This page contains a Flash digital edition of a book.
38


BUSINESS FIRST June\July 2012 www.businessfirstmagazine.co.uk


REGULATION:


EUROPE’S FATAL FIX


As Europe peers into the financial abyss, Nicholas Paget-Brown says we are witnessing a typical bout of Coalition schizophrenia over regulation.


All Governments profess themselves enthusiastic about small businesses. New jobs, Fresh Opportunities, Innovation and Exports are the keywords in almost every election manifesto. Ministers are keen to show that they ‘get’ enterprise (although few of them have much if any experience of it).


But there is a widening gap between the rhetoric and the reality. The very politicians campaigning to support successful businesses have also allowed themselves to be countermanded by the invisible hand of bureaucracies, amenable to pressure groups, biased towards intervention. We face what Sir Humphrey Appleby might have described as a ‘clash between the political will and the administrative won’t’. It is this that is now undermining the dynamism the European economies so desperately need.


That said, new laws can sometimes


stimulate new businesses. For example, waste regulations, laws on packaging and limits on pollution forced innovation and fired up the development of alternative technologies that led to the creation of new companies and jobs. But too often it is the other kind of law, the ones making it expensive and time-consuming to hire labour that is leaving Europe bloated and uncompetitive. Businesses now have to cope with expensive measures on protection of employment rights, redundancy, parental leave, part time workers and equal treatment of temporary workers, not to mention a ‘programme for clean and competitive SMEs.’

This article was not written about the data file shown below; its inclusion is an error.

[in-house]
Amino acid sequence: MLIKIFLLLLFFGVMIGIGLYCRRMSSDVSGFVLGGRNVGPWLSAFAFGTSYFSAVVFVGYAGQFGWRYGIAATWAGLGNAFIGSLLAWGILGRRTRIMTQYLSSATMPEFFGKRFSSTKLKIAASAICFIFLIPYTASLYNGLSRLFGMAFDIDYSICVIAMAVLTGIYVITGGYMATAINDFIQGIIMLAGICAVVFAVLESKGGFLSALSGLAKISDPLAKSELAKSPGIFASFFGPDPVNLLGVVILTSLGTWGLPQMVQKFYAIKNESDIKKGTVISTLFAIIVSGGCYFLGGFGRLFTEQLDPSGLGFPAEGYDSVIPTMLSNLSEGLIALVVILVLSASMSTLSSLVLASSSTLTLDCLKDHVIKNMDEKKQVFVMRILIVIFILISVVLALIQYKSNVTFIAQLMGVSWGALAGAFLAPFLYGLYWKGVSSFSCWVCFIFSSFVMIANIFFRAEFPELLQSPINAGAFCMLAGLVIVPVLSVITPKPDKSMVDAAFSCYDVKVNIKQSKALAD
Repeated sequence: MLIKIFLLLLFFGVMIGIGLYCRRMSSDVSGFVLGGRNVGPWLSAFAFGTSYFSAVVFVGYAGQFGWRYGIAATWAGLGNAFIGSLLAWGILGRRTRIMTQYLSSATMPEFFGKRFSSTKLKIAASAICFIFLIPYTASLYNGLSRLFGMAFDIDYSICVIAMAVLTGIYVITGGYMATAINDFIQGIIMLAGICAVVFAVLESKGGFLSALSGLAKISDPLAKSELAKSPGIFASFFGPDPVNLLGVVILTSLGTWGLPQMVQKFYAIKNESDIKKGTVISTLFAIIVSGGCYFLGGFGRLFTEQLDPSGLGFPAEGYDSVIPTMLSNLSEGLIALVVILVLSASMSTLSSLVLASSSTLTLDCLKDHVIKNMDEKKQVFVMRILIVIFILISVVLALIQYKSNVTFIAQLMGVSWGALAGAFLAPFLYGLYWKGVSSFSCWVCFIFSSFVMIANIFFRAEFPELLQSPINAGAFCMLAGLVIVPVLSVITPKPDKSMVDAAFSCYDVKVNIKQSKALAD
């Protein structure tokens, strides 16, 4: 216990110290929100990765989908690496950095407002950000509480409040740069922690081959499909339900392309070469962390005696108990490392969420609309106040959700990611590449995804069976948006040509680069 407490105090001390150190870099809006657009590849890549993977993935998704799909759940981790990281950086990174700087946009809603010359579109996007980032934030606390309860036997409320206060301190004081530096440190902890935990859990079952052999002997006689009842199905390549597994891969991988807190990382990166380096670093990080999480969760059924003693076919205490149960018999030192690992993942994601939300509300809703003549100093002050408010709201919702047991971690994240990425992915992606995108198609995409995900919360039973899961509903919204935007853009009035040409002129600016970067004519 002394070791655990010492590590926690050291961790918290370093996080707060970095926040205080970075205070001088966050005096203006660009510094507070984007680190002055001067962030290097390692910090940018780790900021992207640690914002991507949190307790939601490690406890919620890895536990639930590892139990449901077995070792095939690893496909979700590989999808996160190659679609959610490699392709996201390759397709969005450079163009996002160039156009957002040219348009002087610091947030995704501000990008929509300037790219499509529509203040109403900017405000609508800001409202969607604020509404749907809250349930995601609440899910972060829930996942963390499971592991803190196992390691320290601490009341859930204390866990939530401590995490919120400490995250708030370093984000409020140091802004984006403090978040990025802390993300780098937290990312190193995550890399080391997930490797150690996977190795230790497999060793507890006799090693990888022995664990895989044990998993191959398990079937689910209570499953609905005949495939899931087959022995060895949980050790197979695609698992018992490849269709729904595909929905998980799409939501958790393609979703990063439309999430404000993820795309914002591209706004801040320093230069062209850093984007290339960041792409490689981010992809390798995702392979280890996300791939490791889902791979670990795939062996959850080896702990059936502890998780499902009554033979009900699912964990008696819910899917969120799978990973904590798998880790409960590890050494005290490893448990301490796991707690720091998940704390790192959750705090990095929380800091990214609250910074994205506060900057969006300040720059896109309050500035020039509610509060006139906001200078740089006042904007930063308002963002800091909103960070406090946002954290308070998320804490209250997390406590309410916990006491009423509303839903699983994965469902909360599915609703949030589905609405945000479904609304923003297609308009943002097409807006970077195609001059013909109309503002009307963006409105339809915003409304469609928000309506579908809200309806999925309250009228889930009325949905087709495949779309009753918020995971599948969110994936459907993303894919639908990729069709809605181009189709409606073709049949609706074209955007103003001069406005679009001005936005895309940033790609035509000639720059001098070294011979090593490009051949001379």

As we know, the vast majority of this stems from directives initiated in Brussels by the unaccountable Commission, gold-plated by the low- visibility European Parliament then passed into national law, masking what amounts to social engineering and


Page 1  |  Page 2  |  Page 3  |  Page 4  |  Page 5  |  Page 6  |  Page 7  |  Page 8  |  Page 9  |  Page 10  |  Page 11  |  Page 12  |  Page 13  |  Page 14  |  Page 15  |  Page 16  |  Page 17  |  Page 18  |  Page 19  |  Page 20  |  Page 21  |  Page 22  |  Page 23  |  Page 24  |  Page 25  |  Page 26  |  Page 27  |  Page 28  |  Page 29  |  Page 30  |  Page 31  |  Page 32  |  Page 33  |  Page 34  |  Page 35  |  Page 36  |  Page 37  |  Page 38  |  Page 39  |  Page 40  |  Page 41  |  Page 42  |  Page 43  |  Page 44  |  Page 45  |  Page 46  |  Page 47  |  Page 48  |  Page 49  |  Page 50  |  Page 51  |  Page 52  |  Page 53  |  Page 54  |  Page 55  |  Page 56  |  Page 57  |  Page 58  |  Page 59  |  Page 60  |  Page 61  |  Page 62  |  Page 63  |  Page 64  |  Page 65  |  Page 66  |  Page 67  |  Page 68